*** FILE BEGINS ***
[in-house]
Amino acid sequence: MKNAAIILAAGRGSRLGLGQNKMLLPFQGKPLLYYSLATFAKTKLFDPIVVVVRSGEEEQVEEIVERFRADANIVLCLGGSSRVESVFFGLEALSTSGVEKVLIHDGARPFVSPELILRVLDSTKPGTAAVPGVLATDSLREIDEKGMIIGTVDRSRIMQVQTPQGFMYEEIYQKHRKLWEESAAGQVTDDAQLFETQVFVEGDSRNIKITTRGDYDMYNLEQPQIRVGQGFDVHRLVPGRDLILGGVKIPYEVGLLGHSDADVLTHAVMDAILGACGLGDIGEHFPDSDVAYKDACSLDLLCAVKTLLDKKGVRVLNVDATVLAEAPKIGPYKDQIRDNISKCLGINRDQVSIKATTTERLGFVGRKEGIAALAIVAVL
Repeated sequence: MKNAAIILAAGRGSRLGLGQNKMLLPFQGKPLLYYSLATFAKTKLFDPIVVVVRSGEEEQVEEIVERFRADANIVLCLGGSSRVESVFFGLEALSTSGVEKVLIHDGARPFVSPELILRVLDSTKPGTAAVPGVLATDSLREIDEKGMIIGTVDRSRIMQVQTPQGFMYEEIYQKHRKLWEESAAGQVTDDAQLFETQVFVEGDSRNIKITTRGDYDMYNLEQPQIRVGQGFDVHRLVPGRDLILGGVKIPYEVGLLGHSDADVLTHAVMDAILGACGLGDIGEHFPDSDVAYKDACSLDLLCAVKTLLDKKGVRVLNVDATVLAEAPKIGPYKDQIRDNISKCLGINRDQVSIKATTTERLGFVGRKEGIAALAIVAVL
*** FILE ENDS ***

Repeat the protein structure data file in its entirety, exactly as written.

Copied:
[in-house]
Amino acid sequence: MKNAAIILAAGRGSRLGLGQNKMLLPFQGKPLLYYSLATFAKTKLFDPIVVVVRSGEEEQVEEIVERFRADANIVLCLGGSSRVESVFFGLEALSTSGVEKVLIHDGARPFVSPELILRVLDSTKPGTAAVPGVLATDSLREIDEKGMIIGTVDRSRIMQVQTPQGFMYEEIYQKHRKLWEESAAGQVTDDAQLFETQVFVEGDSRNIKITTRGDYDMYNLEQPQIRVGQGFDVHRLVPGRDLILGGVKIPYEVGLLGHSDADVLTHAVMDAILGACGLGDIGEHFPDSDVAYKDACSLDLLCAVKTLLDKKGVRVLNVDATVLAEAPKIGPYKDQIRDNISKCLGINRDQVSIKATTTERLGFVGRKEGIAALAIVAVL
Repeated sequence: MKNAAIILAAGRGSRLGLGQNKMLLPFQGKPLLYYSLATFAKTKLFDPIVVVVRSGEEEQVEEIVERFRADANIVLCLGGSSRVESVFFGLEALSTSGVEKVLIHDGARPFVSPELILRVLDSTKPGTAAVPGVLATDSLREIDEKGMIIGTVDRSRIMQVQTPQGFMYEEIYQKHRKLWEESAAGQVTDDAQLFETQVFVEGDSRNIKITTRGDYDMYNLEQPQIRVGQGFDVHRLVPGRDLILGGVKIPYEVGLLGHSDADVLTHAVMDAILGACGLGDIGEHFPDSDVAYKDACSLDLLCAVKTLLDKKGVRVLNVDATVLAEAPKIGPYKDQIRDNISKCLGINRDQVSIKATTTERLGFVGRKEGIAALAIVAVL